Khaitan Legal Associates’ website succinctly proclaims, “We are a value-driven law firm. We value Integrity, Committed listening, Compassion and Thought leadership. We can be counted on for being a lifelong, trusted, and solution-oriented partner. We are a new paradigm in the practice of law”. The pioneer of this firm, Sakate Khaitan – the ebullient lawyer, lives up to every word and promise in the company of dynamic colleagues. Sakate’s legal journey started in the 1990s. In September 2014, a 7-lawyer corporate law firm was set up, laying the foundation for a litigation practice. Today, it is a 30-40 lawyers’ firm with offices in London, Mumbai, New Delhi and Bengaluru. Insurance, Regulatory and Dispute Resolutions are some of the distinctive fortes of Sakate and his firm.
Suave and sophisticated Sakate began his career at St. Paul’s School Darjeeling, where he completed his ICSE in 1989; completed his Higher Secondary at St.Xavier’s College, Calcutta, in 1990 and went on to finish his LLB from SCLC, Calcutta University in 1990 and MBA from London Business School in 2003.
Besides being a Senior Partner with Khaitan Legal Associates, Sakate shoulders many other responsibilities. He is Pratham- UK’s Board Member & Chairperson; Director and Sr President of ECE Industries Ltd (A BK Birla group of companies) and Board Member Board Member Birla Institute of Management Technology (BIMTECH).
One can envy Sakate’s humility as he is modest to a fault. An aficionado of golf and squash, Sakate also relishes writing. In a freewheeling interview with Prof. Abhijit K.Chattoraj, Sakate Khaitan candidly discussed issues close to his heart and unleashed many unknown facets of his chequered career.
AC– The Insurance Act in India was amended in 2015 and 2022 to consider the changing dynamics in the Indian Insurance market. Yet, it did not look at many areas, particularly changes made in the contract in the UK Market. According to you, what are the missing dots ….?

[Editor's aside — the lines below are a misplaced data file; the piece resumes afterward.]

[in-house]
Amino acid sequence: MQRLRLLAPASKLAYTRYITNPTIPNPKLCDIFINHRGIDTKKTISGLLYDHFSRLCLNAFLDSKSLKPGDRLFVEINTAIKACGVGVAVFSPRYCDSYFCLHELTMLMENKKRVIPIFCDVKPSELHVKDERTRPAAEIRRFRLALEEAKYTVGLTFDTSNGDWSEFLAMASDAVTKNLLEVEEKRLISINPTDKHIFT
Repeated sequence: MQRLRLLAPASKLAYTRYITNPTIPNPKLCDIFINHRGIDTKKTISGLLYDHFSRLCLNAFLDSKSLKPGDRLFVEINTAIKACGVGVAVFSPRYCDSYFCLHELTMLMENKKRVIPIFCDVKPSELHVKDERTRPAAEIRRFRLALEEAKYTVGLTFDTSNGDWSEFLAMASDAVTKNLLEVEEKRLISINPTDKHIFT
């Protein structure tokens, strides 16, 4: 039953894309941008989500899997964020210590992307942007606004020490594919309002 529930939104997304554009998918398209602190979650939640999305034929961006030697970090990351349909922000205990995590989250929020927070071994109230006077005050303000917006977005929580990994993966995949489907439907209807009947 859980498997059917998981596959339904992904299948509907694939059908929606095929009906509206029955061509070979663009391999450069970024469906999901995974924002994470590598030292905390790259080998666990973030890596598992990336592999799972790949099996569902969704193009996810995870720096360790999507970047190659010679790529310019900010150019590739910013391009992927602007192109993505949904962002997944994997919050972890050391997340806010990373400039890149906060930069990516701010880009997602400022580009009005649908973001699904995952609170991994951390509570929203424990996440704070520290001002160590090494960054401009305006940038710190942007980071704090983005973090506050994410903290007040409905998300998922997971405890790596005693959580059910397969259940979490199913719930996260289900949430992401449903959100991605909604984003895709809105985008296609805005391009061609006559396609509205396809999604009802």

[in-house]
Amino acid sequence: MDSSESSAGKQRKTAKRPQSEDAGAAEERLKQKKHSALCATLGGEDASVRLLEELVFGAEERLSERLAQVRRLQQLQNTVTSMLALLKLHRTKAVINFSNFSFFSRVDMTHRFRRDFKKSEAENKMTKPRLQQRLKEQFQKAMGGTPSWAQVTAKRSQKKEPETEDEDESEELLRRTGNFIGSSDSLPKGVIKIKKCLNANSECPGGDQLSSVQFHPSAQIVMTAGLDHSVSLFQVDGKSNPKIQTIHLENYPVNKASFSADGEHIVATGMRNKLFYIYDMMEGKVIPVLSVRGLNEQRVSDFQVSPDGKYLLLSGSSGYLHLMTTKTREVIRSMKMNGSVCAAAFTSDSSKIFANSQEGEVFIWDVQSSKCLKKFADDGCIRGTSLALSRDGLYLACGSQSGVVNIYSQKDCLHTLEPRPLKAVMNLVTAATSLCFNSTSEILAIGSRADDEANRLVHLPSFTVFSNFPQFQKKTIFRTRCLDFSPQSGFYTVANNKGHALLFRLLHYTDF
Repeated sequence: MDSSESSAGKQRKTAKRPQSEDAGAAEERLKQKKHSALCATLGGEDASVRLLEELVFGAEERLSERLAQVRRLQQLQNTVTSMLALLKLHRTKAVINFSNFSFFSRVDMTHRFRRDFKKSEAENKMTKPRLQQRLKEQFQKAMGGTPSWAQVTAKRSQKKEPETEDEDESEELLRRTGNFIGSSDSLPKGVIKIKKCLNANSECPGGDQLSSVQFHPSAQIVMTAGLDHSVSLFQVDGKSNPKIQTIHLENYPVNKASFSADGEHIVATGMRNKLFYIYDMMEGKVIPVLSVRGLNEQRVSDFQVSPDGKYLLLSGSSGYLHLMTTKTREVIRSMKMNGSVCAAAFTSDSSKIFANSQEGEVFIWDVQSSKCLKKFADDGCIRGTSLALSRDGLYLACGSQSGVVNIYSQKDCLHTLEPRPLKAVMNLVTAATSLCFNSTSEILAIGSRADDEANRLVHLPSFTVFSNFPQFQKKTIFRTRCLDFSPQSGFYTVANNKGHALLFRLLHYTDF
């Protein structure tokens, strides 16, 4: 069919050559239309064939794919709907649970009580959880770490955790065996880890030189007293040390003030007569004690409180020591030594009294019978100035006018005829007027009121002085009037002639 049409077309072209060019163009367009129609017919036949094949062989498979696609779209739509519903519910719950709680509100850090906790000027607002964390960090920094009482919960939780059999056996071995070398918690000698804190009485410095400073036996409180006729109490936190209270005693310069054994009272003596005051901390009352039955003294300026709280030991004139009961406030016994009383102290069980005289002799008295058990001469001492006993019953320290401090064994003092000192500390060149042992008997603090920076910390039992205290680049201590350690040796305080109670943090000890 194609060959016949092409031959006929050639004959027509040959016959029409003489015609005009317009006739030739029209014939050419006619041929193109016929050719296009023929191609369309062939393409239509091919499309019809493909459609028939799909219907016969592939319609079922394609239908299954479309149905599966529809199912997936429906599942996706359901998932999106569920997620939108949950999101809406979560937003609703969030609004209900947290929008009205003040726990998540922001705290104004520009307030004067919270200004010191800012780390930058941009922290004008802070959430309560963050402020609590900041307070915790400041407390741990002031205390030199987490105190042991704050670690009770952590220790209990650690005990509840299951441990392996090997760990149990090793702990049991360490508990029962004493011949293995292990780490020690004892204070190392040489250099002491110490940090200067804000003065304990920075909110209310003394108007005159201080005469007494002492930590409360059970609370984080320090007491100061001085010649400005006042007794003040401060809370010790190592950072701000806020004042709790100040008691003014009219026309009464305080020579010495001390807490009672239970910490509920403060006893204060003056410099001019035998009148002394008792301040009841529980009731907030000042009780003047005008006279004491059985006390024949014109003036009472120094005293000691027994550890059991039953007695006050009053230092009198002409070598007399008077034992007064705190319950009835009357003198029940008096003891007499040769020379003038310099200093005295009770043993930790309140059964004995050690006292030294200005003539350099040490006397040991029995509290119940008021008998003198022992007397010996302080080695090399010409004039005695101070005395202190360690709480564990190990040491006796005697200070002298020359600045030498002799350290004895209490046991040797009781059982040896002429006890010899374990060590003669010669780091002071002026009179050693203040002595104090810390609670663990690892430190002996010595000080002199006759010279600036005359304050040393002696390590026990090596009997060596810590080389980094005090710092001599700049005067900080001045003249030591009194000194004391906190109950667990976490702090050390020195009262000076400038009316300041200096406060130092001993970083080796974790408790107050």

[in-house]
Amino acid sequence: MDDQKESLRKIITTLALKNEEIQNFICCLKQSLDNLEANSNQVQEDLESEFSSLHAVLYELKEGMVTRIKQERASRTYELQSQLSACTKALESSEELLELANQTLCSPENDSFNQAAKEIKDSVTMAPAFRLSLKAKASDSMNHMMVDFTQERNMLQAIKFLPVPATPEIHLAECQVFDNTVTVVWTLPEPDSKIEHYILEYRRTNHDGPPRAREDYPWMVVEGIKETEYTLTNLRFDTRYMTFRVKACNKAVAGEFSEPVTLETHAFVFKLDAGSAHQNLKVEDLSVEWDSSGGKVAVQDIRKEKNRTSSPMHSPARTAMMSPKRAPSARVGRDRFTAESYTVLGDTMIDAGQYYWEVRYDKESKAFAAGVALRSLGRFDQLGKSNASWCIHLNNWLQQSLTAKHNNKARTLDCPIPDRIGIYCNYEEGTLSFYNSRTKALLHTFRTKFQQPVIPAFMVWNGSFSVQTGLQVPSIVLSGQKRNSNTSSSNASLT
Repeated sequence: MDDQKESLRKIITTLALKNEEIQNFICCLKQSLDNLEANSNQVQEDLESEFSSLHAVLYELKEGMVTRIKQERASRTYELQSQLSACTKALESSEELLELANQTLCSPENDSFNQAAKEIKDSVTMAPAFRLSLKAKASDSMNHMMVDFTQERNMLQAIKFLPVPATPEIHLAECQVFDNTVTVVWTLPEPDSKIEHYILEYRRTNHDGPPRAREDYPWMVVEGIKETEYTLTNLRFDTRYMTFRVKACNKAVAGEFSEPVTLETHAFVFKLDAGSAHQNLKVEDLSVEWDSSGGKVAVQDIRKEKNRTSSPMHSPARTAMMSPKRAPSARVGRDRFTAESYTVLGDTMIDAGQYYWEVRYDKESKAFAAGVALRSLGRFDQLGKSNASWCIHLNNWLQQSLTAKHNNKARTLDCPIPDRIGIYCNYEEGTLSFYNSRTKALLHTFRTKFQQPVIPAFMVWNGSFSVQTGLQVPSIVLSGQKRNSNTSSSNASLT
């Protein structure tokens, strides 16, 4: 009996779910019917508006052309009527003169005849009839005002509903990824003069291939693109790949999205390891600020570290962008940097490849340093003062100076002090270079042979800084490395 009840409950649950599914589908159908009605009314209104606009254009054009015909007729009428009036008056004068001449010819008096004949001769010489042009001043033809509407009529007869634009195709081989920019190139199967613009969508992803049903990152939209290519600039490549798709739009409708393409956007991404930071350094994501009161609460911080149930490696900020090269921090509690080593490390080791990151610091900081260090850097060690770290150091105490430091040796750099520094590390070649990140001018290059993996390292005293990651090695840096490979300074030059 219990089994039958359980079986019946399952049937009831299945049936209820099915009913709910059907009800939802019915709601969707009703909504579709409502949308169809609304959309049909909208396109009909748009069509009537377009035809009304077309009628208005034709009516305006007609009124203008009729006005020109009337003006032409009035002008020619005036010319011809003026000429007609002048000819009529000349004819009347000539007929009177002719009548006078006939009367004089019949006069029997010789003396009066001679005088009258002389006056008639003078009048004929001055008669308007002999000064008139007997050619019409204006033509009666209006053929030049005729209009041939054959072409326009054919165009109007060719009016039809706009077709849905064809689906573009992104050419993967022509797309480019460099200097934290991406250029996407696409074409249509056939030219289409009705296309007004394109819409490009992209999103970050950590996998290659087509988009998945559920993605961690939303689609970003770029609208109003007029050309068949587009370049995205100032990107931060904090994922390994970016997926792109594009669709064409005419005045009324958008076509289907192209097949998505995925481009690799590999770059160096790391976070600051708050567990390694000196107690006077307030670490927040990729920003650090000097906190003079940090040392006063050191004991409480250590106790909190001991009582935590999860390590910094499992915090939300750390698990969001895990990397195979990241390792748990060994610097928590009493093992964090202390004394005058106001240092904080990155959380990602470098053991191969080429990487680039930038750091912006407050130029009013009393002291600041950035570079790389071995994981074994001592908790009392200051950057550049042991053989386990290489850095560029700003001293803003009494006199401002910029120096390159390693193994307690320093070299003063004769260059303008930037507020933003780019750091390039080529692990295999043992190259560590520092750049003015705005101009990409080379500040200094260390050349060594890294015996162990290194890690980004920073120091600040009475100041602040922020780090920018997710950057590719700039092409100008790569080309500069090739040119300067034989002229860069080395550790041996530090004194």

SK– The amendment in 2015 and 2022 limited rejection by life insurers even basis fraud to three years and increased foreign ownership in Indian Insurers to 74%, respectively. These amendments did not address the issues that the 2015 amendment to the UK Insurance laws addressed, particularly the duty of fair presentation, abolition of “basis of contract” clauses and freedom of contract.
Currently, there are several missing dots, like the availability of alternative risk transfer products, the inability to premium finance and reinsurers treated the same as insurers and regulations being highly prescriptive. These missing pieces reduce flexibility in the insurance market and hurt market dynamics and penetration.
AC– The insurance regulation in India is very much rule- or compliance-based. Do we need to move towards principle-based regulations with minimal standards?
SK-The answer has to be yes. The only caveat is that there must be uniformity of treatment for principle-based regulations, and the regulator must be open to issuing clarifications. It must be pointed out that, in my experience, the insurance regulator, IRDA, is quickly moving towards a principal-based approach and needs to be supported by the industry.
AC– Contract Certainty is an area of concern. Insurance terms and conditions are couched in conventional words, making it difficult for ordinary people to understand. It Is a complex and an abstruse product. According to you, what can be done to simplify this?
SK– For certain products, it is necessary to resort to conventional wording. In particular for commercial lines. The Indian market has generally adopted international wording and bars certain exceptions; such wording is not aligned with Indian circumstances, causing protracted litigation and ultimately resulting in a lack of trust in the market. The IRDA has now moved towards light touch regulation in terms of product launches, opening the market to the possibility of bespoke, simple wording and specific coverage of risks. There is now an opportunity for Insurers to design simple and easily understood products. In order to simplify insurance products, clear language of what is covered with minimal exclusions drafted in simple English is required. The IRDA is not oblivious to this and is pushing insurers to do precisely this to increase penetration and create trust in the industry.